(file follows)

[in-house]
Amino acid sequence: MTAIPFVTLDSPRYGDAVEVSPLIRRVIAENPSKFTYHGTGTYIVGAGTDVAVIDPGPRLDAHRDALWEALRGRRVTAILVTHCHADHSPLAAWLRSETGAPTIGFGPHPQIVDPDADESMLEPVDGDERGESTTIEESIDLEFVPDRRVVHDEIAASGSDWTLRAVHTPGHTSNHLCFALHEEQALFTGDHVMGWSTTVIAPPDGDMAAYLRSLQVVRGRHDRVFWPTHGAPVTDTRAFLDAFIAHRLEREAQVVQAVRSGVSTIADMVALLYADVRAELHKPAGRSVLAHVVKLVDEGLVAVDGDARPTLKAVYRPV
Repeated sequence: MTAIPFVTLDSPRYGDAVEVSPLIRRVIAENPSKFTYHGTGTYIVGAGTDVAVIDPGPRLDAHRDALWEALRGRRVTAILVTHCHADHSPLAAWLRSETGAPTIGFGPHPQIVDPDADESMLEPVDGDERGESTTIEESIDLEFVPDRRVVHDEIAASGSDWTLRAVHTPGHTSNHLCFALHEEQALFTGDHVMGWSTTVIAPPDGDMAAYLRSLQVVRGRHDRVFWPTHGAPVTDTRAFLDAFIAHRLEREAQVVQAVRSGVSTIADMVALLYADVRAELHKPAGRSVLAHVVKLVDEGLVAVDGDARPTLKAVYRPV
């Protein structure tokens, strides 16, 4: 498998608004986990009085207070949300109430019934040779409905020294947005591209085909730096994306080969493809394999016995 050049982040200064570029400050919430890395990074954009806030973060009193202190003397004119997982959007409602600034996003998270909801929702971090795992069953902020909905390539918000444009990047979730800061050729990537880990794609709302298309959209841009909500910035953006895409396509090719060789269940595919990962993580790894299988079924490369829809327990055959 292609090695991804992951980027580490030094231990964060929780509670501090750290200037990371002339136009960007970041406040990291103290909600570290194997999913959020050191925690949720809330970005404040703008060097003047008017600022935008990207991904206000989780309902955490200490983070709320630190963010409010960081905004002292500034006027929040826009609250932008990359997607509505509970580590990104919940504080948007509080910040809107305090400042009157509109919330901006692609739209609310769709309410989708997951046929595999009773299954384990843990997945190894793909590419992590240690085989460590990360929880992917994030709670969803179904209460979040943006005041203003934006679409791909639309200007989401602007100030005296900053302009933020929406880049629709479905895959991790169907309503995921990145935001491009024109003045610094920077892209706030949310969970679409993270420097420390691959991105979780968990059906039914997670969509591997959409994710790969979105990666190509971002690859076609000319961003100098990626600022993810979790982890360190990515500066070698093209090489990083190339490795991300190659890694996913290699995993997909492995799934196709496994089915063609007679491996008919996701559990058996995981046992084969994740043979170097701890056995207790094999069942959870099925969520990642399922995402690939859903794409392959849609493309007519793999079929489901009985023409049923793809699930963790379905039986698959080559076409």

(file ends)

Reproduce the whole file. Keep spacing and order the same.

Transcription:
[in-house]
Amino acid sequence: MTAIPFVTLDSPRYGDAVEVSPLIRRVIAENPSKFTYHGTGTYIVGAGTDVAVIDPGPRLDAHRDALWEALRGRRVTAILVTHCHADHSPLAAWLRSETGAPTIGFGPHPQIVDPDADESMLEPVDGDERGESTTIEESIDLEFVPDRRVVHDEIAASGSDWTLRAVHTPGHTSNHLCFALHEEQALFTGDHVMGWSTTVIAPPDGDMAAYLRSLQVVRGRHDRVFWPTHGAPVTDTRAFLDAFIAHRLEREAQVVQAVRSGVSTIADMVALLYADVRAELHKPAGRSVLAHVVKLVDEGLVAVDGDARPTLKAVYRPV
Repeated sequence: MTAIPFVTLDSPRYGDAVEVSPLIRRVIAENPSKFTYHGTGTYIVGAGTDVAVIDPGPRLDAHRDALWEALRGRRVTAILVTHCHADHSPLAAWLRSETGAPTIGFGPHPQIVDPDADESMLEPVDGDERGESTTIEESIDLEFVPDRRVVHDEIAASGSDWTLRAVHTPGHTSNHLCFALHEEQALFTGDHVMGWSTTVIAPPDGDMAAYLRSLQVVRGRHDRVFWPTHGAPVTDTRAFLDAFIAHRLEREAQVVQAVRSGVSTIADMVALLYADVRAELHKPAGRSVLAHVVKLVDEGLVAVDGDARPTLKAVYRPV
């Protein structure tokens, strides 16, 4: 498998608004986990009085207070949300109430019934040779409905020294947005591209085909730096994306080969493809394999016995 050049982040200064570029400050919430890395990074954009806030973060009193202190003397004119997982959007409602600034996003998270909801929702971090795992069953902020909905390539918000444009990047979730800061050729990537880990794609709302298309959209841009909500910035953006895409396509090719060789269940595919990962993580790894299988079924490369829809327990055959 292609090695991804992951980027580490030094231990964060929780509670501090750290200037990371002339136009960007970041406040990291103290909600570290194997999913959020050191925690949720809330970005404040703008060097003047008017600022935008990207991904206000989780309902955490200490983070709320630190963010409010960081905004002292500034006027929040826009609250932008990359997607509505509970580590990104919940504080948007509080910040809107305090400042009157509109919330901006692609739209609310769709309410989708997951046929595999009773299954384990843990997945190894793909590419992590240690085989460590990360929880992917994030709670969803179904209460979040943006005041203003934006679409791909639309200007989401602007100030005296900053302009933020929406880049629709479905895959991790169907309503995921990145935001491009024109003045610094920077892209706030949310969970679409993270420097420390691959991105979780968990059906039914997670969509591997959409994710790969979105990666190509971002690859076609000319961003100098990626600022993810979790982890360190990515500066070698093209090489990083190339490795991300190659890694996913290699995993997909492995799934196709496994089915063609007679491996008919996701559990058996995981046992084969994740043979170097701890056995207790094999069942959870099925969520990642399922995402690939859903794409392959849609493309007519793999079929489901009985023409049923793809699930963790379905039986698959080559076409």